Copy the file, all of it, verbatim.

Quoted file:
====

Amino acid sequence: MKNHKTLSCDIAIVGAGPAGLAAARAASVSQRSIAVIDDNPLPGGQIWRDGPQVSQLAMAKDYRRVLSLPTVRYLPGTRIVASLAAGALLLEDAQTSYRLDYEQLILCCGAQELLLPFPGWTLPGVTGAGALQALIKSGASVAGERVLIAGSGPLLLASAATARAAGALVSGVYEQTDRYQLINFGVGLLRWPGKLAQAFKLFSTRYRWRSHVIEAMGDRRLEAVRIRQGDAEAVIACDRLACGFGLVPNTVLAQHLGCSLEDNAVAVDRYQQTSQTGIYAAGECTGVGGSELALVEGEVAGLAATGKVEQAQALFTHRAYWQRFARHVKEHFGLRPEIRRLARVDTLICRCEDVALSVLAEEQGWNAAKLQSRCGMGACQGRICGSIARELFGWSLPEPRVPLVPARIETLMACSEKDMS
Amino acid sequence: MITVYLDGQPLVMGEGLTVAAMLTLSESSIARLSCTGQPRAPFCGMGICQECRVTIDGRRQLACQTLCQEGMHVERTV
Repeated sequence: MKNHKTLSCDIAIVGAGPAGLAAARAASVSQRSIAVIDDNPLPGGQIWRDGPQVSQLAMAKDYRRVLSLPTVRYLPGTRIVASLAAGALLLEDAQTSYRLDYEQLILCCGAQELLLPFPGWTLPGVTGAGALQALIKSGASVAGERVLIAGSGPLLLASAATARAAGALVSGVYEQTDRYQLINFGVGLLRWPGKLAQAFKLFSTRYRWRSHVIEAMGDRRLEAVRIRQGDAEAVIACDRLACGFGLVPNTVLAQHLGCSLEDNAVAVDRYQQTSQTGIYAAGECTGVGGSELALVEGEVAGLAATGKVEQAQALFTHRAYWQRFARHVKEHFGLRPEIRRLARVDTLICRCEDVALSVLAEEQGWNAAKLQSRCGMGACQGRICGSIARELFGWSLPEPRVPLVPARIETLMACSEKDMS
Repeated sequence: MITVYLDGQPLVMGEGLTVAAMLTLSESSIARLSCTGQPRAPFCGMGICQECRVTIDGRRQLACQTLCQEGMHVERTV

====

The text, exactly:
Amino acid sequence: MKNHKTLSCDIAIVGAGPAGLAAARAASVSQRSIAVIDDNPLPGGQIWRDGPQVSQLAMAKDYRRVLSLPTVRYLPGTRIVASLAAGALLLEDAQTSYRLDYEQLILCCGAQELLLPFPGWTLPGVTGAGALQALIKSGASVAGERVLIAGSGPLLLASAATARAAGALVSGVYEQTDRYQLINFGVGLLRWPGKLAQAFKLFSTRYRWRSHVIEAMGDRRLEAVRIRQGDAEAVIACDRLACGFGLVPNTVLAQHLGCSLEDNAVAVDRYQQTSQTGIYAAGECTGVGGSELALVEGEVAGLAATGKVEQAQALFTHRAYWQRFARHVKEHFGLRPEIRRLARVDTLICRCEDVALSVLAEEQGWNAAKLQSRCGMGACQGRICGSIARELFGWSLPEPRVPLVPARIETLMACSEKDMS
Amino acid sequence: MITVYLDGQPLVMGEGLTVAAMLTLSESSIARLSCTGQPRAPFCGMGICQECRVTIDGRRQLACQTLCQEGMHVERTV
Repeated sequence: MKNHKTLSCDIAIVGAGPAGLAAARAASVSQRSIAVIDDNPLPGGQIWRDGPQVSQLAMAKDYRRVLSLPTVRYLPGTRIVASLAAGALLLEDAQTSYRLDYEQLILCCGAQELLLPFPGWTLPGVTGAGALQALIKSGASVAGERVLIAGSGPLLLASAATARAAGALVSGVYEQTDRYQLINFGVGLLRWPGKLAQAFKLFSTRYRWRSHVIEAMGDRRLEAVRIRQGDAEAVIACDRLACGFGLVPNTVLAQHLGCSLEDNAVAVDRYQQTSQTGIYAAGECTGVGGSELALVEGEVAGLAATGKVEQAQALFTHRAYWQRFARHVKEHFGLRPEIRRLARVDTLICRCEDVALSVLAEEQGWNAAKLQSRCGMGACQGRICGSIARELFGWSLPEPRVPLVPARIETLMACSEKDMS
Repeated sequence: MITVYLDGQPLVMGEGLTVAAMLTLSESSIARLSCTGQPRAPFCGMGICQECRVTIDGRRQLACQTLCQEGMHVERTV